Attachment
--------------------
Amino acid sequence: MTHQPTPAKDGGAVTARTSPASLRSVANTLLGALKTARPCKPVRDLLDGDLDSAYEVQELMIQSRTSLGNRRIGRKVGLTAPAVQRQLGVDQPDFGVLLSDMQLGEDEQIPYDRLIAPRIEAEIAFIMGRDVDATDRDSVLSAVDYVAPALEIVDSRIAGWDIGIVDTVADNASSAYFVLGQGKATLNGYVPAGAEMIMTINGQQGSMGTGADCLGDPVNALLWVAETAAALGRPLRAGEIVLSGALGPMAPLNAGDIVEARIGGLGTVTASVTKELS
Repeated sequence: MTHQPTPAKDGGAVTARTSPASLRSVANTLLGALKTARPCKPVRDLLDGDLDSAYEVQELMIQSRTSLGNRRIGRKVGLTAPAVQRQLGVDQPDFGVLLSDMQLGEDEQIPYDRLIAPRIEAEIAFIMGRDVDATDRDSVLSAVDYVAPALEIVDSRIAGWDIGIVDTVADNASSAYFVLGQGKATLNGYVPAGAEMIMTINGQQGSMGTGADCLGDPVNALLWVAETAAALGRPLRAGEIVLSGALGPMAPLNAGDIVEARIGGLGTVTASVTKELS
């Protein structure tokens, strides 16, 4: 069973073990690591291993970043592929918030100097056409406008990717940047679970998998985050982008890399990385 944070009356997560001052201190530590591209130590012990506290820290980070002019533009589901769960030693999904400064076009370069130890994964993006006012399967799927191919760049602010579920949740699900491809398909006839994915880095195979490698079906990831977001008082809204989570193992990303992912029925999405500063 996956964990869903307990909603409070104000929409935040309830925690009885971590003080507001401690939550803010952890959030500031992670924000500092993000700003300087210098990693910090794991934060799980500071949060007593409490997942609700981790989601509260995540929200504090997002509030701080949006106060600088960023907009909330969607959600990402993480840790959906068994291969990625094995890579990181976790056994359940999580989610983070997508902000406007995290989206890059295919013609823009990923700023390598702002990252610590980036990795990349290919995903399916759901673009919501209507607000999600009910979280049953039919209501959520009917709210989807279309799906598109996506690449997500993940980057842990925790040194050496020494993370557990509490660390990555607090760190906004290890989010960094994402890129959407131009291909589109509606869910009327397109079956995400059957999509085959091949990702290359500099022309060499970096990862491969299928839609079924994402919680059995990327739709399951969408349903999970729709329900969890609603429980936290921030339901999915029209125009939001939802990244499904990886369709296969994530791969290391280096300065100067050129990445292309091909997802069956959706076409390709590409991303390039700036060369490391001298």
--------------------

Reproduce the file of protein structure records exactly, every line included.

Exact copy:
Amino acid sequence: MTHQPTPAKDGGAVTARTSPASLRSVANTLLGALKTARPCKPVRDLLDGDLDSAYEVQELMIQSRTSLGNRRIGRKVGLTAPAVQRQLGVDQPDFGVLLSDMQLGEDEQIPYDRLIAPRIEAEIAFIMGRDVDATDRDSVLSAVDYVAPALEIVDSRIAGWDIGIVDTVADNASSAYFVLGQGKATLNGYVPAGAEMIMTINGQQGSMGTGADCLGDPVNALLWVAETAAALGRPLRAGEIVLSGALGPMAPLNAGDIVEARIGGLGTVTASVTKELS
Repeated sequence: MTHQPTPAKDGGAVTARTSPASLRSVANTLLGALKTARPCKPVRDLLDGDLDSAYEVQELMIQSRTSLGNRRIGRKVGLTAPAVQRQLGVDQPDFGVLLSDMQLGEDEQIPYDRLIAPRIEAEIAFIMGRDVDATDRDSVLSAVDYVAPALEIVDSRIAGWDIGIVDTVADNASSAYFVLGQGKATLNGYVPAGAEMIMTINGQQGSMGTGADCLGDPVNALLWVAETAAALGRPLRAGEIVLSGALGPMAPLNAGDIVEARIGGLGTVTASVTKELS
């Protein structure tokens, strides 16, 4: 069973073990690591291993970043592929918030100097056409406008990717940047679970998998985050982008890399990385 944070009356997560001052201190530590591209130590012990506290820290980070002019533009589901769960030693999904400064076009370069130890994964993006006012399967799927191919760049602010579920949740699900491809398909006839994915880095195979490698079906990831977001008082809204989570193992990303992912029925999405500063 996956964990869903307990909603409070104000929409935040309830925690009885971590003080507001401690939550803010952890959030500031992670924000500092993000700003300087210098990693910090794991934060799980500071949060007593409490997942609700981790989601509260995540929200504090997002509030701080949006106060600088960023907009909330969607959600990402993480840790959906068994291969990625094995890579990181976790056994359940999580989610983070997508902000406007995290989206890059295919013609823009990923700023390598702002990252610590980036990795990349290919995903399916759901673009919501209507607000999600009910979280049953039919209501959520009917709210989807279309799906598109996506690449997500993940980057842990925790040194050496020494993370557990509490660390990555607090760190906004290890989010960094994402890129959407131009291909589109509606869910009327397109079956995400059957999509085959091949990702290359500099022309060499970096990862491969299928839609079924994402919680059995990327739709399951969408349903999970729709329900969890609603429980936290921030339901999915029209125009939001939802990244499904990886369709296969994530791969290391280096300065100067050129990445292309091909997802069956959706076409390709590409991303390039700036060369490391001298």